Science and innovation company 3M conducted its first annual State of Science Index (SOSI) to get a better grasp on the global population’s views and opinions toward science.

The company partnered with Ipsos, a global market research firm, to survey more than 14,000 people in 14 developed and emerging countries between June and August, 2017.

The developed countries included: Canada, France, Germany, Japan, Singapore, the United Kingdom and the United States. Countries in the “emerging” group were: Brazil, China, India, Mexico, Poland, Kingdom of Saudi Arabia and South Africa.

The respondents were asked about their knowledge, understanding and appreciation of science, as well as questions about the image and future of science. At the surface, the results overall showed an overwhelmingly positive attitude, according to 3M. Eighty-seven percent of the world finds science fascinating, not “boring.” For example, just over half of people surveyed believe flying cars will be a reality within their lifetime.

Additionally, the vast majority of respondents were confident that science could solve some of the world’s major challenges, such as access to affordable energy, disease treatments and clean water and sanitation.

But digging deeper into more specific responses, there were some surprising answers and a consistent sense of skepticism of science fields.

Despite the majority of respondents believing science is “very important” to society in general, 38 percent still say that their everyday life would not be much different if science did not exist. And 66 percent said they rarely, if ever, think about the impact science has had on their lives.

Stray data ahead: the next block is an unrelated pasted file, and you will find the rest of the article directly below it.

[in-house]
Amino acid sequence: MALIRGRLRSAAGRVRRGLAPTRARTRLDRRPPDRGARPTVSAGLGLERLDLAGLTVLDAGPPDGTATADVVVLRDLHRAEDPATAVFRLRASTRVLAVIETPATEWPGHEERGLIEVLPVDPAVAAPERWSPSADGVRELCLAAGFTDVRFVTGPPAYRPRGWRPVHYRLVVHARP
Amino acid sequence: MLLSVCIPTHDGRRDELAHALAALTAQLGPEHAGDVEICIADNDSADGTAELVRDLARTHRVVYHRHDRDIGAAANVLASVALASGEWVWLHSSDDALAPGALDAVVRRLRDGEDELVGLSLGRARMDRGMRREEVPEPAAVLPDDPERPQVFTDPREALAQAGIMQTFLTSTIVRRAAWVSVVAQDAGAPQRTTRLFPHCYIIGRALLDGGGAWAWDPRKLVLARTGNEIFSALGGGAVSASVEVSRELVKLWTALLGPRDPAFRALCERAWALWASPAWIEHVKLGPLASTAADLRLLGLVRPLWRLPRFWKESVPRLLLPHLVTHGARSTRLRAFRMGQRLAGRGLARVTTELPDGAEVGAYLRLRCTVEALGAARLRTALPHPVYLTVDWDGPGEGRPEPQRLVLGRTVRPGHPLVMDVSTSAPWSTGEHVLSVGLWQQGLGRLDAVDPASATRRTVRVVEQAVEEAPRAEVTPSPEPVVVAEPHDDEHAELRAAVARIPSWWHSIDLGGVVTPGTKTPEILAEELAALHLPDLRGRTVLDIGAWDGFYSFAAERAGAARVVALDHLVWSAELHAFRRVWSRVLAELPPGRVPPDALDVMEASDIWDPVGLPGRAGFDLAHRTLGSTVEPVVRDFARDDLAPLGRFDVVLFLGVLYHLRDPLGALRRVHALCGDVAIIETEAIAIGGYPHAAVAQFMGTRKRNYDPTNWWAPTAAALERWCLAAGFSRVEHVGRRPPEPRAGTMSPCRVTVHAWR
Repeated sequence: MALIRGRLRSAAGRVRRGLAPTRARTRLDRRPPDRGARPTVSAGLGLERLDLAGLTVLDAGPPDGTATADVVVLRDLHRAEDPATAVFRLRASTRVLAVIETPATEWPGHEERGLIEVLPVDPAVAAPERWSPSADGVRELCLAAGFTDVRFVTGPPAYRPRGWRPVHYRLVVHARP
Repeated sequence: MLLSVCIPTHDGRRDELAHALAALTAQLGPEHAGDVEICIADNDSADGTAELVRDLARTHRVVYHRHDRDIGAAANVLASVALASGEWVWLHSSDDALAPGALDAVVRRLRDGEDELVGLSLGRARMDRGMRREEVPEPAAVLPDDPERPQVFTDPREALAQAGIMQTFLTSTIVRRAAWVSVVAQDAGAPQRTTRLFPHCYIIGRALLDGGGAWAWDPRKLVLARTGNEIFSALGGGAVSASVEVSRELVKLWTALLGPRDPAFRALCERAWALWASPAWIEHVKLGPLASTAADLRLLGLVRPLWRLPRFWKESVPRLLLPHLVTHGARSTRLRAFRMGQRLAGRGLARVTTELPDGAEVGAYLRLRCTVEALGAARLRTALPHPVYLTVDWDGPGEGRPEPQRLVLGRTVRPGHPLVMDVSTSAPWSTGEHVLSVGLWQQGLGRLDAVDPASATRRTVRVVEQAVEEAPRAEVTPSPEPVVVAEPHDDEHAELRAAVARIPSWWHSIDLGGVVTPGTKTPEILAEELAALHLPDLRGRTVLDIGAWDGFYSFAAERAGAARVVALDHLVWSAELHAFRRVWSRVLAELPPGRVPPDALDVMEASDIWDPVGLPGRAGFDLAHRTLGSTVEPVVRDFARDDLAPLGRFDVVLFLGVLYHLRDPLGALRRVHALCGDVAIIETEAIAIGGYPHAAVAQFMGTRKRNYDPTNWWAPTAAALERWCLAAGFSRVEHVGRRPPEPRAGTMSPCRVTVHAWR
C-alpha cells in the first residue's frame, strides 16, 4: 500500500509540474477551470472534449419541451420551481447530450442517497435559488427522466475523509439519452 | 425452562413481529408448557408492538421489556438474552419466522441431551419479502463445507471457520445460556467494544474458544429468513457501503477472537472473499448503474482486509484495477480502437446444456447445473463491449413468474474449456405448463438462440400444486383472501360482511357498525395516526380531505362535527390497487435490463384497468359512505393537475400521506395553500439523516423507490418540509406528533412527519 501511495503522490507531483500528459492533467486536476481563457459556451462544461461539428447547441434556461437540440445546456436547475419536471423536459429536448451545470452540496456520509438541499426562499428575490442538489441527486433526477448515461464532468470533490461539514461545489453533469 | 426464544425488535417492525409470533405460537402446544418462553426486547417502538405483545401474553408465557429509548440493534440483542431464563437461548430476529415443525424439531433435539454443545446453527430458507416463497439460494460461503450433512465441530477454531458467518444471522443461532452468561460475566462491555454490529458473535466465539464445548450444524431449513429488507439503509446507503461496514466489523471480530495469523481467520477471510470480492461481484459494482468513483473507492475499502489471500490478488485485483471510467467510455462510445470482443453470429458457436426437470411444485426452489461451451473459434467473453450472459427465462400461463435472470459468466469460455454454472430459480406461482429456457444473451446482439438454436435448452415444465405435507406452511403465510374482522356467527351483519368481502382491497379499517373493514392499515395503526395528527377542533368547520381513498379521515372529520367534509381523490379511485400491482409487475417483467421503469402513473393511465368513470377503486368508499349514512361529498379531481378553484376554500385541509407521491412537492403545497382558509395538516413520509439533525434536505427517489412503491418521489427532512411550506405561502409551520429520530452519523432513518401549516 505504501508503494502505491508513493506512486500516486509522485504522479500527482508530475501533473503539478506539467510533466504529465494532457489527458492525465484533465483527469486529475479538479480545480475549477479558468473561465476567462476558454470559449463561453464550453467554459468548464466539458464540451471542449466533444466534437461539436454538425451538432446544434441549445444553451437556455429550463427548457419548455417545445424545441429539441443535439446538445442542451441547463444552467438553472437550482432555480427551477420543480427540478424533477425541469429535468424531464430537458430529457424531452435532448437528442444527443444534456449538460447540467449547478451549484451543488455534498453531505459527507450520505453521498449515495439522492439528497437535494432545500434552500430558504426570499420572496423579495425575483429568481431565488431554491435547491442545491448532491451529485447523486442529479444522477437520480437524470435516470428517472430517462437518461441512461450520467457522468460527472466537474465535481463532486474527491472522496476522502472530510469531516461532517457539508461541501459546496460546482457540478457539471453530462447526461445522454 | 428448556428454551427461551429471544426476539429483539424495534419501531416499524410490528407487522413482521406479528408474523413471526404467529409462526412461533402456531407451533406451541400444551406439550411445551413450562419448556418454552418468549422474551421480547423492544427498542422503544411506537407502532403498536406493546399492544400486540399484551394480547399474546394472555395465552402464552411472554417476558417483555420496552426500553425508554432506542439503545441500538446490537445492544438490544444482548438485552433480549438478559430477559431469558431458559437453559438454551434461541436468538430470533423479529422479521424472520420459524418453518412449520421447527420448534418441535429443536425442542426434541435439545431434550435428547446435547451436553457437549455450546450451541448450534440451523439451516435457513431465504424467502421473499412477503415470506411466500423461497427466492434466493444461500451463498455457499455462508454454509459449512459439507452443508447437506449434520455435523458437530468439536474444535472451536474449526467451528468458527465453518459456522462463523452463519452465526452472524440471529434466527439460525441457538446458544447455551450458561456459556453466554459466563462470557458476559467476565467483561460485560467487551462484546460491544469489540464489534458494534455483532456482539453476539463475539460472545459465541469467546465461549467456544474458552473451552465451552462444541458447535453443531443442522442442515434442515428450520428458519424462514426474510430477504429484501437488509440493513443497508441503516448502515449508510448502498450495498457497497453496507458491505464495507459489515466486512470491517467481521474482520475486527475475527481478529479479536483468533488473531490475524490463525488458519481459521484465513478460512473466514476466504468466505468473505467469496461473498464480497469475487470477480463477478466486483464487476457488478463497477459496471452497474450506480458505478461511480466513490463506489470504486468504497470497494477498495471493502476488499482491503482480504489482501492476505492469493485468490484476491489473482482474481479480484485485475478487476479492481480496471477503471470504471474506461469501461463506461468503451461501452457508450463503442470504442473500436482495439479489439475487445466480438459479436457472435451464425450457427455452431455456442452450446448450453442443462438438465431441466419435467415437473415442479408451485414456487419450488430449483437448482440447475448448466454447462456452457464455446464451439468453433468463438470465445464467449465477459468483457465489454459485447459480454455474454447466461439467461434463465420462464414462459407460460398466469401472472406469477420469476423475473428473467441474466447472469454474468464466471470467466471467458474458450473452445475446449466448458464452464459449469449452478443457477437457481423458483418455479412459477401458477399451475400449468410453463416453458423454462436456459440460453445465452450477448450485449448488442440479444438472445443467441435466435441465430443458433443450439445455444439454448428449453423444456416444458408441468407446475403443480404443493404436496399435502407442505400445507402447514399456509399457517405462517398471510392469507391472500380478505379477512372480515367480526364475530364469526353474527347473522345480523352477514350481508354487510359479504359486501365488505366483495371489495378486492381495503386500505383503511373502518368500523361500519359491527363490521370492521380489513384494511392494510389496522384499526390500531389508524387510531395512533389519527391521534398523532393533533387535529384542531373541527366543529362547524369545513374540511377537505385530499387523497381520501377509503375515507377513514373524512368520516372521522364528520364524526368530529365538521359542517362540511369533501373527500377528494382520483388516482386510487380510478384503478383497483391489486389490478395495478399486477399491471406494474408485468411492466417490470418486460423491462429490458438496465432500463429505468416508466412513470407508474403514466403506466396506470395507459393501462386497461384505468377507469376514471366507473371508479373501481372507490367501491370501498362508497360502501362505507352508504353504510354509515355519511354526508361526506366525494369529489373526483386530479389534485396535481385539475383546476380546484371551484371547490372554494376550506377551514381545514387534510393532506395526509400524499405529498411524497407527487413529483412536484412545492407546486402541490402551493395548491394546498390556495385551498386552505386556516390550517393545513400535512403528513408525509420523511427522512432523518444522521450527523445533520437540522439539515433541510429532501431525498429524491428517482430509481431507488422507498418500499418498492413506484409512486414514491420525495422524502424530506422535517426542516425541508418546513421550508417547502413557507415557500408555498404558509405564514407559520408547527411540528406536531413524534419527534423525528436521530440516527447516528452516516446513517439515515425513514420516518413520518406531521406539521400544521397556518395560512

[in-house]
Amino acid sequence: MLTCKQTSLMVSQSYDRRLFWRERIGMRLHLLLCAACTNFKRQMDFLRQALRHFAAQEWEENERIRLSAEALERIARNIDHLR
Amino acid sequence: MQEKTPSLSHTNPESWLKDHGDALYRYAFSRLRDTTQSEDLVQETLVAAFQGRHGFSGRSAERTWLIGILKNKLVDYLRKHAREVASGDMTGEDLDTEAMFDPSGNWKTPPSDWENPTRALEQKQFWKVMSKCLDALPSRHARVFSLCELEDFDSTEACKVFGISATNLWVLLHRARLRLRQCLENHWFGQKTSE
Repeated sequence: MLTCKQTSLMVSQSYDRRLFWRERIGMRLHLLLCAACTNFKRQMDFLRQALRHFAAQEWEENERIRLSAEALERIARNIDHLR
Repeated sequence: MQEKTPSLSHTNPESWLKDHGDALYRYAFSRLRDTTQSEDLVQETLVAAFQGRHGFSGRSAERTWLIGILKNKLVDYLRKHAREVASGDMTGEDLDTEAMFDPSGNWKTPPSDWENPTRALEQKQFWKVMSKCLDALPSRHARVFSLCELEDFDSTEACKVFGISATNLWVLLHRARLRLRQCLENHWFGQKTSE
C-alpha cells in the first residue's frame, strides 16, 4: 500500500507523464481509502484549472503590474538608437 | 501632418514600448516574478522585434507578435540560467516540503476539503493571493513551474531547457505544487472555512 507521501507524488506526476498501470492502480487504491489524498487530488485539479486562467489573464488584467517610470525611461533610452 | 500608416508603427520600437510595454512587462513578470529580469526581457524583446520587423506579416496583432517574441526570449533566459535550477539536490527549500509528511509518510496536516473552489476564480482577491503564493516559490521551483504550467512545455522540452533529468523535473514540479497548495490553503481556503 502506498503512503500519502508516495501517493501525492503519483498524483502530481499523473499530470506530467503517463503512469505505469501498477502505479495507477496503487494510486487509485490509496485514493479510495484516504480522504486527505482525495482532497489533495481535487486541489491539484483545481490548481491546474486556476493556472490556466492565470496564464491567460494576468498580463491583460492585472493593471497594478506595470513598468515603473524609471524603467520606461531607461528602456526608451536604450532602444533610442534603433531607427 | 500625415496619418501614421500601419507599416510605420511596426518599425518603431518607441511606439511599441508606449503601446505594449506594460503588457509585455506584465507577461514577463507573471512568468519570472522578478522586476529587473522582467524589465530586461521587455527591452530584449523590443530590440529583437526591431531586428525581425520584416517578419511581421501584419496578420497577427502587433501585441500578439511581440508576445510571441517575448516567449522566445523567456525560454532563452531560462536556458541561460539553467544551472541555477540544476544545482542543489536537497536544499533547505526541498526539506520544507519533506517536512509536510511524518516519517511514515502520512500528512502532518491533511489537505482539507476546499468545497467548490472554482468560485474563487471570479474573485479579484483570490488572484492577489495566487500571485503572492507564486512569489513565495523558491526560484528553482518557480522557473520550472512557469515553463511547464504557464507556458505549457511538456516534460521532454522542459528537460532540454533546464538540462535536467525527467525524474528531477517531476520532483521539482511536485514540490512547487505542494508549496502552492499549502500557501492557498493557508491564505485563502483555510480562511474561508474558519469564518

The survey showed significant skepticism persists as well – nearly one-third of the global population is skeptical of science, and 20 percent do not trust scientists. Among the skeptics, 77 percent believe science causes just as many problems as solutions.

The skepticism and distrust may be a result of intimidation. More than one-third of the population admits that they are intimidated by science, and 36 percent say only “geniuses” can have a career in science.

But interestingly, 46 percent of respondents say they wish they had chosen a career in science. And 82 percent would encourage their children to pursue a science career.

“We set out to get a pulse on what the general public thinks and feels about science and its impact on the world. Is science valued and trusted, or is it unappreciated?” said John Banovetz, chief technology officer at 3M, in a release. “These rich insights put a spotlight on science and reveal differences in attitudes between emerging and developed countries, men and women, and even cross-generation.”

To see the full results of the State of Science Index, click here.